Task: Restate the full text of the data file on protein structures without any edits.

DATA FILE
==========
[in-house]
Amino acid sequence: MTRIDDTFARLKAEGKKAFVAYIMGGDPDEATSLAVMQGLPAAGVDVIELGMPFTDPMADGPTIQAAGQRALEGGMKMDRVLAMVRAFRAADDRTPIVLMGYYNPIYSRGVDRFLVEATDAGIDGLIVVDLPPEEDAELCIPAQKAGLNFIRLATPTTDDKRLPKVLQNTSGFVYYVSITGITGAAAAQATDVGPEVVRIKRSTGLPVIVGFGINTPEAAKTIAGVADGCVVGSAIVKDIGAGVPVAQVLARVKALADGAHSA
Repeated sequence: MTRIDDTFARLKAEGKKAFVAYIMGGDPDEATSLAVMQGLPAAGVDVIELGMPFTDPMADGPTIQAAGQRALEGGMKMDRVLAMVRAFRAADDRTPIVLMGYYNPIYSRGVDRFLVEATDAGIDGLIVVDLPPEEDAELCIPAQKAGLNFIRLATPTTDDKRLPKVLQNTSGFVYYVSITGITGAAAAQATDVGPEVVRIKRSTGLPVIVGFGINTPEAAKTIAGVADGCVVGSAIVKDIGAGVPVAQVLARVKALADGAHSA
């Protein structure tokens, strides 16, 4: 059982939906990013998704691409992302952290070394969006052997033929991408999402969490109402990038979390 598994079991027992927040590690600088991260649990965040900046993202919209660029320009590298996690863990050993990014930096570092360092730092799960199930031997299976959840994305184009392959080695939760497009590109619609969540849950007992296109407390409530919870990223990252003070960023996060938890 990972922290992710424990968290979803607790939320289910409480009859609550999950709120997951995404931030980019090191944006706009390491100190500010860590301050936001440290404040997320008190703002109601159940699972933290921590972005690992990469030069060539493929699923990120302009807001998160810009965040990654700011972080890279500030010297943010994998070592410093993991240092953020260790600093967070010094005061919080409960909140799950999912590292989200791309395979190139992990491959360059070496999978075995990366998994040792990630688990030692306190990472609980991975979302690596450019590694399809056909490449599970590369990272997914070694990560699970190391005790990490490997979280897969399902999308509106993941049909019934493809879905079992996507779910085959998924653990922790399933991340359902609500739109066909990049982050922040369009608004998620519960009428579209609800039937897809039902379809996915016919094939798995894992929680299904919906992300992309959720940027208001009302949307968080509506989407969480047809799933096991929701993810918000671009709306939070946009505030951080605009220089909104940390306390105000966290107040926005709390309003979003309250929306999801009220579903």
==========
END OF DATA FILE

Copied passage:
[in-house]
Amino acid sequence: MTRIDDTFARLKAEGKKAFVAYIMGGDPDEATSLAVMQGLPAAGVDVIELGMPFTDPMADGPTIQAAGQRALEGGMKMDRVLAMVRAFRAADDRTPIVLMGYYNPIYSRGVDRFLVEATDAGIDGLIVVDLPPEEDAELCIPAQKAGLNFIRLATPTTDDKRLPKVLQNTSGFVYYVSITGITGAAAAQATDVGPEVVRIKRSTGLPVIVGFGINTPEAAKTIAGVADGCVVGSAIVKDIGAGVPVAQVLARVKALADGAHSA
Repeated sequence: MTRIDDTFARLKAEGKKAFVAYIMGGDPDEATSLAVMQGLPAAGVDVIELGMPFTDPMADGPTIQAAGQRALEGGMKMDRVLAMVRAFRAADDRTPIVLMGYYNPIYSRGVDRFLVEATDAGIDGLIVVDLPPEEDAELCIPAQKAGLNFIRLATPTTDDKRLPKVLQNTSGFVYYVSITGITGAAAAQATDVGPEVVRIKRSTGLPVIVGFGINTPEAAKTIAGVADGCVVGSAIVKDIGAGVPVAQVLARVKALADGAHSA
């Protein structure tokens, strides 16, 4: 059982939906990013998704691409992302952290070394969006052997033929991408999402969490109402990038979390 598994079991027992927040590690600088991260649990965040900046993202919209660029320009590298996690863990050993990014930096570092360092730092799960199930031997299976959840994305184009392959080695939760497009590109619609969540849950007992296109407390409530919870990223990252003070960023996060938890 990972922290992710424990968290979803607790939320289910409480009859609550999950709120997951995404931030980019090191944006706009390491100190500010860590301050936001440290404040997320008190703002109601159940699972933290921590972005690992990469030069060539493929699923990120302009807001998160810009965040990654700011972080890279500030010297943010994998070592410093993991240092953020260790600093967070010094005061919080409960909140799950999912590292989200791309395979190139992990491959360059070496999978075995990366998994040792990630688990030692306190990472609980991975979302690596450019590694399809056909490449599970590369990272997914070694990560699970190391005790990490490997979280897969399902999308509106993941049909019934493809879905079992996507779910085959998924653990922790399933991340359902609500739109066909990049982050922040369009608004998620519960009428579209609800039937897809039902379809996915016919094939798995894992929680299904919906992300992309959720940027208001009302949307968080509506989407969480047809799933096991929701993810918000671009709306939070946009505030951080605009220089909104940390306390105000966290107040926005709390309003979003309250929306999801009220579903």